Urban Chicken Talk Barely Takes Flight
The Port Washington Common Council will continue a discussion about urban chicken keeping inside city limits at its next meeting after the issue was tabled — though not all aldermen were in favor of the move.
The Port Washington Common Council voted to table a discussion about an ordinance that would allow the raising of chickens within city limits during its meeting on Tuesday night.
The suggestion to hold the discussion until the council's next meeting came from Ald. Paul Neumeyer, who said a resident in his district had planned to give a presentation about the issue — but was unable to attend because of a medical emergency.
Aldermen were split on the issue, voting three in favor and three against tabling — forcing Mayor Tom Mlada to issue the final vote; he chose to allow the discussion to be tabled. Ald. Jim Vollmar was absent from the meeting, causing the even number of council members; Aldermen Joe Dean, Douglas Biggs and Dave Larson voted against tabling; Aldermen Neumeyer, Michael Ehrlich and Dan Becker were in favor.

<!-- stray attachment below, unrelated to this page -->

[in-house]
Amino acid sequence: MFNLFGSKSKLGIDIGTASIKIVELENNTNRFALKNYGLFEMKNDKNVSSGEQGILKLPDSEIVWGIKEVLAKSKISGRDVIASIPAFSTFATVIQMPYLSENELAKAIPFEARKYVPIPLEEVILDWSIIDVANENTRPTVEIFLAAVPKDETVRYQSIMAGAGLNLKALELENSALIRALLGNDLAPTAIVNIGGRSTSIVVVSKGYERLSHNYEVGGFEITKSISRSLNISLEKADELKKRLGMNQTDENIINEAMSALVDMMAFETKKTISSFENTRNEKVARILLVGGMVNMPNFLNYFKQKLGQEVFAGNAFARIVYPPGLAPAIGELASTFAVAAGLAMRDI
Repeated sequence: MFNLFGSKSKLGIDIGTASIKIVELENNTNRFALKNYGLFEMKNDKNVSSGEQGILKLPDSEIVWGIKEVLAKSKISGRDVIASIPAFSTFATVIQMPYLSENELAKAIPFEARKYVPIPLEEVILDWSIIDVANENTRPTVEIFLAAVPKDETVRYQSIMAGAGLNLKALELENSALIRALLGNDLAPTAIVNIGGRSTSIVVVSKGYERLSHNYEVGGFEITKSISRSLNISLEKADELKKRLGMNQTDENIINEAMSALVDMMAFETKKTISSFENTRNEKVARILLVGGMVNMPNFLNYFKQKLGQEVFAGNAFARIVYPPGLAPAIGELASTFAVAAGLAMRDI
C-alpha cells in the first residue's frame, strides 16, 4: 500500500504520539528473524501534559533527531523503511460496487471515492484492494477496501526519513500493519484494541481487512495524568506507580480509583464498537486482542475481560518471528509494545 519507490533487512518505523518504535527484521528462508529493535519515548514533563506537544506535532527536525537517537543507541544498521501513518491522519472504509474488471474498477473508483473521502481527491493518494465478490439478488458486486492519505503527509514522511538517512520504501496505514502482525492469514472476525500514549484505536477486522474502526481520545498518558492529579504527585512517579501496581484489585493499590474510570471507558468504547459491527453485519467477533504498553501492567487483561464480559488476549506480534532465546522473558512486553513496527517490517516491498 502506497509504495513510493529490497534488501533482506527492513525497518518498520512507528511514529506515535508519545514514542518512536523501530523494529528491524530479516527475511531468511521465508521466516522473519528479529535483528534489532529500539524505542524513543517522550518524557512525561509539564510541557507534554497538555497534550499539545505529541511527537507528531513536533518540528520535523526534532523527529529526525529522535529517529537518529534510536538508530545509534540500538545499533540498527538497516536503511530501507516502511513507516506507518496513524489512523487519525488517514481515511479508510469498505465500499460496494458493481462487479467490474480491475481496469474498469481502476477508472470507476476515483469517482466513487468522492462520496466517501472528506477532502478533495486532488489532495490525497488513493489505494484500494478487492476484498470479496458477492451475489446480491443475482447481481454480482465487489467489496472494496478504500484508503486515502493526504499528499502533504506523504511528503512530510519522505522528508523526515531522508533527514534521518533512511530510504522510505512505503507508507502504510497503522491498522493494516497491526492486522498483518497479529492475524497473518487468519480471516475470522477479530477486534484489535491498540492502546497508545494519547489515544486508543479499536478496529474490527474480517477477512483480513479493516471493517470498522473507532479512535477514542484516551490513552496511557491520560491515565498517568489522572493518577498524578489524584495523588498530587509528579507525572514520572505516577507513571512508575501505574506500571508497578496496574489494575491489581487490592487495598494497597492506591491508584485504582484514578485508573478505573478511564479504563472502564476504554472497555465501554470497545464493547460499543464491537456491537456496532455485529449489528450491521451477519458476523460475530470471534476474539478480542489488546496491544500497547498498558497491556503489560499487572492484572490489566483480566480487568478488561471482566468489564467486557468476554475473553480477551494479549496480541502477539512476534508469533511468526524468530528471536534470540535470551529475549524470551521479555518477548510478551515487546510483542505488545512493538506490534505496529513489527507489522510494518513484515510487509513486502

The council first discussed researching urban chicken keeping in early February — and though the idea was met with much opposition from aldermen, the body instructed City Administrator Mark Grams to at least research the topic in surrounding areas.
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"Although I have lots of concerns about having chickens in the city, I also had lots of concerns about bees," Ehrlich said during the early February meeting, referring to a debate just more than a year ago about urban beekeeping in Port Washington that — despite extreme initial opposition — ultimately resulted in an ordinance allowing honey bees inside city limits.
Grams had included three examples of Wisconsin municipal ordinances where chickens are allowed to be raised, including: Wauwatosa, which was approved about a month ago; Whitewater; and Lake Mills.
"Most of the communities that have it tend to be out it in the rural areas of the state," he said. In his notes to the aldermen, he also said most ordinances seem to allow four to six chickens and never any roosters, that setback requirements are offer included and that many ordinances require approval from neighbors.
Some urban places in Wisconsin, such as Madison and Green Bay — already have ordinances allowing the birds. In these communities, four hens are allowed per household and no roosters.
The council will meet next at 7:30 p.m. March 19 at City Hall.